Car parking overall was reduced and free parking went out with the changes. Parking charges were introduced and going into town became an expensive exercise and one that may involve driving around for a while searching out somewhere to park. People were not impressed.
The market reacted to what the public wanted. So we saw the introduction of out of town shopping outlets. They were popular from the beginning. You could drive there. You could be guaranteed a place to park and it was free. Then the internet came along and we saw online shopping take off especially during lockdowns. Yet the out of town outlets are still popular and still thrive. Shopping is made easy there.
What of those businesses in the town and city centres that have been the subject of pedestrianisation? Have they thrived? We all know that they have suffered dreadfully. Fewer people coming to town means less sales. Cash tills stopped ringing. Shops started closing.
The truth is this. Pedestrianisation is slowly throttling our towns and cities. Wider pavements attract beggars as they can have their pitch without being in the way. It attracts anti social behaviour where groups can stand and drink from cheap cans of strong alcohol without fear of being run over by traffic.
I understood the street cafe culture during lockdowns. It made sense. But to deny the fact that English weather is anything but unpredictable and to force the use of unenvironmental heaters in a last ditch attempt to get our city busy is not only desperate and foolhardy but will obviously fail.
Businesses will do everything to get their business in front of its customers. Driving through a town did that automatically. How many people sat in a car or on a bus and saw a new shop open up and went there the following weekend. Now the only way we know a new business has opened is by going online. We are literally advertising our new physical businesses on the competition’s platform.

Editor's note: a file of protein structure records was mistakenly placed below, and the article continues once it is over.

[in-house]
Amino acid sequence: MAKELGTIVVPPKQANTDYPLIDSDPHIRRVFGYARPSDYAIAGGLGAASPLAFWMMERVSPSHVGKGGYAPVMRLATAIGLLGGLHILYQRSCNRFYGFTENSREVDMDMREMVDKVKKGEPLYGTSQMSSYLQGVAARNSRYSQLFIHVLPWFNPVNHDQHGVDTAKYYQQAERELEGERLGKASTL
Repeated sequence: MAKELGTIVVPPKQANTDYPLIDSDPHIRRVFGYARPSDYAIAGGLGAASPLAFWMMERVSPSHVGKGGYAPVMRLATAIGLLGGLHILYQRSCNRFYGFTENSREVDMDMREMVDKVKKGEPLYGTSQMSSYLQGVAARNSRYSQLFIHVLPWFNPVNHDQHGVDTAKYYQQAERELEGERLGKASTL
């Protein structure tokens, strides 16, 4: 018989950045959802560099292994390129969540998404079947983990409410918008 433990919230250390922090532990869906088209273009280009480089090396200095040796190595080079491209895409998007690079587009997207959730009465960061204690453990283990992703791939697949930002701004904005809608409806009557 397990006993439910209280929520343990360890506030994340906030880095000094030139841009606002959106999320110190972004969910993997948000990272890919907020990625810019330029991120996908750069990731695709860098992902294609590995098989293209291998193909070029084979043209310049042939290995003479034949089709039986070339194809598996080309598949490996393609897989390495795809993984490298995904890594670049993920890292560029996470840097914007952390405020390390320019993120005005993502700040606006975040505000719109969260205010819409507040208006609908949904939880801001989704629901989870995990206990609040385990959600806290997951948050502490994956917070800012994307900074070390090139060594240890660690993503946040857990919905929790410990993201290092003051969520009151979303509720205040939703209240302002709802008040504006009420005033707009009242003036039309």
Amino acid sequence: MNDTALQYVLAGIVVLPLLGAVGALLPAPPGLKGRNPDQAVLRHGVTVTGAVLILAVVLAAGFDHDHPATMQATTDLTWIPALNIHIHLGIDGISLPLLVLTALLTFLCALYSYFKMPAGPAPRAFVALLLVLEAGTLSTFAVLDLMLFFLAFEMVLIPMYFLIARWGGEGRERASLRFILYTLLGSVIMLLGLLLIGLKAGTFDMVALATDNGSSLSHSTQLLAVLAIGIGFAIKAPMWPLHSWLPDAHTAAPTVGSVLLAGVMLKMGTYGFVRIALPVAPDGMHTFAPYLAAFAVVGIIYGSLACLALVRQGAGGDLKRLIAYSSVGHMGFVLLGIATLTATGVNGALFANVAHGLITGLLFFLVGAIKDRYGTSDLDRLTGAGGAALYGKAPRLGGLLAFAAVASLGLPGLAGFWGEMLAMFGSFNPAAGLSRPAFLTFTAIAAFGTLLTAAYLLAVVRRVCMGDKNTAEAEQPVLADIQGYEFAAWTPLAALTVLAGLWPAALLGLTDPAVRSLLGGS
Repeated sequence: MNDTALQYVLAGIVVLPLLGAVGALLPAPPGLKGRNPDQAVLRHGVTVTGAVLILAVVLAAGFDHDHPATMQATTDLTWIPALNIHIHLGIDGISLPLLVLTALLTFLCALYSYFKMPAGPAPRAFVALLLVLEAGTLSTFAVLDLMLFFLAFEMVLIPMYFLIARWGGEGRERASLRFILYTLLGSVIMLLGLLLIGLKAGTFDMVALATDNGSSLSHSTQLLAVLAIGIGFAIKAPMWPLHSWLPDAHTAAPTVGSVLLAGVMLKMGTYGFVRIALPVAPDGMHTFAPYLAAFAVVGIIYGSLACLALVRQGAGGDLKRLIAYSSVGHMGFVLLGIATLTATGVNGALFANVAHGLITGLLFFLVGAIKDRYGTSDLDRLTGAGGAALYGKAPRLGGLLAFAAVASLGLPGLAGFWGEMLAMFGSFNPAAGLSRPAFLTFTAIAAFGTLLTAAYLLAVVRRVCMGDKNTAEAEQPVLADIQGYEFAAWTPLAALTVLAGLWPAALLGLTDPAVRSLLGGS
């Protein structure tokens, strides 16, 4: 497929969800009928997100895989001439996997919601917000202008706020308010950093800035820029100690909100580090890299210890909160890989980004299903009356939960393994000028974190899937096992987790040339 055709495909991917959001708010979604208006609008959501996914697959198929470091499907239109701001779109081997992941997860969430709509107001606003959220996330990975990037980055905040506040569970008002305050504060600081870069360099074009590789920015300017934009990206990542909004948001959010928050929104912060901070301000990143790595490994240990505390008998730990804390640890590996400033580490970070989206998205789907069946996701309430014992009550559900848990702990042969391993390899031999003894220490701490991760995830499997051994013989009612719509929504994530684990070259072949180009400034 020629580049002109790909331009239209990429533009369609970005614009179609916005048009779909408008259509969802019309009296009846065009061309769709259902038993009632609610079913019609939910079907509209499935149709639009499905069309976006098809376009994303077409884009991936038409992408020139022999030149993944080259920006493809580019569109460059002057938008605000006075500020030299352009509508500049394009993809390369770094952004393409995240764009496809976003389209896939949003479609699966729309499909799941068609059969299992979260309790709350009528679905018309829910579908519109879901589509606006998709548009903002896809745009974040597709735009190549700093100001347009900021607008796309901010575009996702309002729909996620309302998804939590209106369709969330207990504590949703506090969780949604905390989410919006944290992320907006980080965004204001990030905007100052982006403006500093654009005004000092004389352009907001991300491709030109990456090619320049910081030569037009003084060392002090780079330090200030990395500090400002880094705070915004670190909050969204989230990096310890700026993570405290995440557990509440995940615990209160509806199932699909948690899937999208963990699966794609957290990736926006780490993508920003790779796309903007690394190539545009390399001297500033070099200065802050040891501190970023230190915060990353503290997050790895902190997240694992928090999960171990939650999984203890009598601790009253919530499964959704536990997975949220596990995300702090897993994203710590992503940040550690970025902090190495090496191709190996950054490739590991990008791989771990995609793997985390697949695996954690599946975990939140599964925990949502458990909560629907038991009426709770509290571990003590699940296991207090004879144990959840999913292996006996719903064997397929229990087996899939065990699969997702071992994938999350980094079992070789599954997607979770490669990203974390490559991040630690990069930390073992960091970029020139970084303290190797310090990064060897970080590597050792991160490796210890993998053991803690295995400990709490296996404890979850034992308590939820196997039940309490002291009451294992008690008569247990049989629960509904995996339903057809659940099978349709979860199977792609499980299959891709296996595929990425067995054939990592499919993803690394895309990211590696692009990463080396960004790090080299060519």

Let’s learn from this. I note with some horror the plans for pedestrianisation of parts of Thorne and Edlington. That must not happen. We must learn from our mistakes. We need to have a reopening of Doncaster City Centre and let’s loosen the ligatures round its neck.
Our government is pushing active travel and so it should. But our streets are wide enough for vehicles too, if we take and claw back some of the pavements.
I’m avowedly Green but the pollution argument doesn’t add up either. Most vehicles have stringent exhaust emissions to measure up to these days. And we are moving quickly towards electric cars, taxis and buses.
No one who has been recently to our City Centre can deny this problem. I spent last Friday afternoon in town. Fridays are a busy day for shops historically. Silver Street was empty as was Hall Gate. Parked cars on pavements were the only cars I saw.
On the plus side the Council have listened and have recently carried out a deep clean. The undesirables are less in number than they were 5 years ago.
So while this subject is debated and we await a move on Free Parking, please try and do your bit if you can and make that extra effort to come into town. I am afraid that if you don’t, by the time the powers that be realise their addiction to pedestrianisation was wrong, it may be just too late.
So I call on us all to use the City Centre and for the Council to show less antipathy to local businesses. Let’s build a strong local economy. We have a plan. We can do this.